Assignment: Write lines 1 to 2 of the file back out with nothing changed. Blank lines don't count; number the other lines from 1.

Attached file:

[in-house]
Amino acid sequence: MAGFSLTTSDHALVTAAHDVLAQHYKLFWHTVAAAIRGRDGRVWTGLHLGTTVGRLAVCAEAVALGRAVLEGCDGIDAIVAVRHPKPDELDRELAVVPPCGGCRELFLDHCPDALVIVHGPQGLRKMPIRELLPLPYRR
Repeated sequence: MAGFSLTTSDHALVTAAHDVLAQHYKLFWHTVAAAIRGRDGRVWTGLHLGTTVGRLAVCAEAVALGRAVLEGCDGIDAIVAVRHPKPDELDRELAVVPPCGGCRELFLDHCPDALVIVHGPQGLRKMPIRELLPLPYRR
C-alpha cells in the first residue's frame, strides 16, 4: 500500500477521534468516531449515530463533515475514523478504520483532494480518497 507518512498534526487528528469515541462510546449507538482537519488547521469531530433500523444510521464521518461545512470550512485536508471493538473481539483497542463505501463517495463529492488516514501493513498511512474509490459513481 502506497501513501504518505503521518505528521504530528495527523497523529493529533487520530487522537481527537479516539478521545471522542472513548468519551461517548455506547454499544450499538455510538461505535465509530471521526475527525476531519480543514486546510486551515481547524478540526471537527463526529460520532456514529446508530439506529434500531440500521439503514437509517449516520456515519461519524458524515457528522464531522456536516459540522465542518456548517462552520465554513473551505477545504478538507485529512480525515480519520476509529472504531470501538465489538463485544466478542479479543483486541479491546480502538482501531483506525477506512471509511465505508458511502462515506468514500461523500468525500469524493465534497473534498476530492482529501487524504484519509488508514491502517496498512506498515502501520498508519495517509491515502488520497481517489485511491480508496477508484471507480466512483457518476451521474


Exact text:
[in-house]
Amino acid sequence: MAGFSLTTSDHALVTAAHDVLAQHYKLFWHTVAAAIRGRDGRVWTGLHLGTTVGRLAVCAEAVALGRAVLEGCDGIDAIVAVRHPKPDELDRELAVVPPCGGCRELFLDHCPDALVIVHGPQGLRKMPIRELLPLPYRR